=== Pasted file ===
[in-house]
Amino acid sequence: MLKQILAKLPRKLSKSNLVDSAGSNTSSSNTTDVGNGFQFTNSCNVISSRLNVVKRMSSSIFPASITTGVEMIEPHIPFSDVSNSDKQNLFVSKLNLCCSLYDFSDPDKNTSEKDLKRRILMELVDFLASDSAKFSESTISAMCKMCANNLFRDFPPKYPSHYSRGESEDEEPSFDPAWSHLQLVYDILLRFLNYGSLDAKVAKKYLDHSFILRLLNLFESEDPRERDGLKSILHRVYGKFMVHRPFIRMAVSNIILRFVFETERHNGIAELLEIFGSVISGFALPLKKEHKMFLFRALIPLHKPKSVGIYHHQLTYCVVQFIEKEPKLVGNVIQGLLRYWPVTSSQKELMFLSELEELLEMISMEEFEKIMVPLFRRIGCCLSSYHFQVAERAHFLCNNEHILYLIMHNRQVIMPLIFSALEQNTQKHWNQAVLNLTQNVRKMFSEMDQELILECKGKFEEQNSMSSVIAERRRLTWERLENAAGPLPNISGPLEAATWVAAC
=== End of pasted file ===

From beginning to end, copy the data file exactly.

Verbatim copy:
[in-house]
Amino acid sequence: MLKQILAKLPRKLSKSNLVDSAGSNTSSSNTTDVGNGFQFTNSCNVISSRLNVVKRMSSSIFPASITTGVEMIEPHIPFSDVSNSDKQNLFVSKLNLCCSLYDFSDPDKNTSEKDLKRRILMELVDFLASDSAKFSESTISAMCKMCANNLFRDFPPKYPSHYSRGESEDEEPSFDPAWSHLQLVYDILLRFLNYGSLDAKVAKKYLDHSFILRLLNLFESEDPRERDGLKSILHRVYGKFMVHRPFIRMAVSNIILRFVFETERHNGIAELLEIFGSVISGFALPLKKEHKMFLFRALIPLHKPKSVGIYHHQLTYCVVQFIEKEPKLVGNVIQGLLRYWPVTSSQKELMFLSELEELLEMISMEEFEKIMVPLFRRIGCCLSSYHFQVAERAHFLCNNEHILYLIMHNRQVIMPLIFSALEQNTQKHWNQAVLNLTQNVRKMFSEMDQELILECKGKFEEQNSMSSVIAERRRLTWERLENAAGPLPNISGPLEAATWVAAC